Happy February L.B.K.K readers!
Today I want to share on something that a lot of us probably shy away from. I did say from the very beginning that transparency will be a key part of the content I share, and it seems that most of my posts so far hold true to this. I believe in transparency because too many of us suffer in silence feeling like the only one who struggles in certain areas. I share on things that I have been through and learnt from because I know that even one person will benefit from my testimonies. Transparency has the ability to set people free. If you’ve gone through something similar before and wish you knew this back then, there is no condemnation! We’ll both know better for the future. If you’ve never experienced something like this before, consider yourself blessed to learn this lesson ahead of time!
I have been going through a very difficult time of transition. I’ve experienced back to back disappointments, more than what the average individual should have to experience (at least in my opinion 🤷). To be very transparent, my confidence overall suffered because of the trauma. Now… I know that most people associate trauma with something extravagant. But I want to clarify what trauma is and how it can look in reality before I move ahead.
Trauma is not always caused by the obvious catastrophic events that we are most aware of, like a car accident or severe injury. Even though these are traumatic events, these are not the only forms of trauma. Trauma is a result of any event or experience that hurts you physically or emotionally. We often don’t pay much attention to the emotional part. With this in mind, we can experience trauma when a relationship ends, and by extension disappointment, abandonment or rejection of any kind. Emotional trauma can be sneaky because it appears as things that “should not be that big of a deal” to the average person. That is a terrible mistake I know that I have made 🤦. Saying things like “this should not affect me so much” or “why do I feel so aweful about something so simple?” are clues that may indicate that you probably experienced something traumatic but society keeps telling us to get over it, and quickly! I know I’ve heard statements like “it could have been worse” or “there are so many other people in the world who are worse off than you are”. Let me pause right here and let’s take a deep breath in… and out… I need you to listen to me very careful.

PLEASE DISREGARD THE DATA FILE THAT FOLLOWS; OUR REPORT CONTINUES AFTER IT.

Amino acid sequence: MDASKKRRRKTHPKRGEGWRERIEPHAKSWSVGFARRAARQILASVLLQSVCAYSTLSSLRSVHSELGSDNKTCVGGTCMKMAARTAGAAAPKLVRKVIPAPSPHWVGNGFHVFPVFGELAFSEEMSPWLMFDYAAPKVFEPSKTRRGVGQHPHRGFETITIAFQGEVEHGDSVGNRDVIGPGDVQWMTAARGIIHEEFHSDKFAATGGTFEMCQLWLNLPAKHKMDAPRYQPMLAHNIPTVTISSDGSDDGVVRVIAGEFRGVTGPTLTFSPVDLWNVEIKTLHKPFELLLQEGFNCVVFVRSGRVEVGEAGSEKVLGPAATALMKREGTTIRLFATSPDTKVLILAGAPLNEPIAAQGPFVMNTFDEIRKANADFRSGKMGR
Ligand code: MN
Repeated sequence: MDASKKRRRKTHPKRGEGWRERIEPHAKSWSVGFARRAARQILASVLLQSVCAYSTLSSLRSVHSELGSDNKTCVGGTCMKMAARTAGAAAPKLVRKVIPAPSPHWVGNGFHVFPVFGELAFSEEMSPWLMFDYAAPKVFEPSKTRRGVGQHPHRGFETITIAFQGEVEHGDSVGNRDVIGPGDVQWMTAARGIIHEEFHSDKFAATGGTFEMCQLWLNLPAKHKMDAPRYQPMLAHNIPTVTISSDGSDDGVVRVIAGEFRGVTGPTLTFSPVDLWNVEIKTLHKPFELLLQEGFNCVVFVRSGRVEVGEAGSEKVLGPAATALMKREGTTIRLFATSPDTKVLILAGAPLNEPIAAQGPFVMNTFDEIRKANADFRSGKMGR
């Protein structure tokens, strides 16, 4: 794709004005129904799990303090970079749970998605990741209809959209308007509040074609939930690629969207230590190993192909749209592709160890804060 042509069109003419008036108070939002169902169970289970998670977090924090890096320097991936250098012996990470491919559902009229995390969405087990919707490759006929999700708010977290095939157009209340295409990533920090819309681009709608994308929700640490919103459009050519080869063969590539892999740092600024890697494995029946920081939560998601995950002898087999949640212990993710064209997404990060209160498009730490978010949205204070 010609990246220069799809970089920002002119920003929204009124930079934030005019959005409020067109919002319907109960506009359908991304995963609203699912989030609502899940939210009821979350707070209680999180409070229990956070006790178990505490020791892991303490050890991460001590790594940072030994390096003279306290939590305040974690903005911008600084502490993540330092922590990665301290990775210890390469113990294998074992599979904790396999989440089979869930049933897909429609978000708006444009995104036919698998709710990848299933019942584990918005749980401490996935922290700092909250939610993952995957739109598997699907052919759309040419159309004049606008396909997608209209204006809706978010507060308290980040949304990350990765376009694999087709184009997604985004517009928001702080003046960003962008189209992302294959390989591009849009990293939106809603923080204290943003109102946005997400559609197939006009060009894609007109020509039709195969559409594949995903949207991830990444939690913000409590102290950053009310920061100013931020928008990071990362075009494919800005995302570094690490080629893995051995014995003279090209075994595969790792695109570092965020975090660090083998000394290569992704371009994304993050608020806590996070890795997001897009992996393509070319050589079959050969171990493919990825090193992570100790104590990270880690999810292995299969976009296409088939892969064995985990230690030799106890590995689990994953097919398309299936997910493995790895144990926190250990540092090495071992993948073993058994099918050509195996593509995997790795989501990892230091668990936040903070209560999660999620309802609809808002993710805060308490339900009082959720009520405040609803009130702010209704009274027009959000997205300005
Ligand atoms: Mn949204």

Do not allow anyone to dictate how you should feel about anything that you have experienced. “They” didn’t experience it, you did!
We are all different and we all react to the same things in different ways. Something that maybe I am able to “brush off” and move on happily from might completely destroy you emotionally or vice versa. If it’s one thing that I have learnt over the last few years, it’s that it makes no sense to compare my life and experiences with anyone else because our experiences will never be the same. There may be similarities but they are certainly NOT the same.
I said all this to give some background before diving into what I want to share with you today. I started talking about my confidence being affected due to trauma. Now that we have a better understanding of the different ways that trauma can occur, I trust that we can move on with an open mind.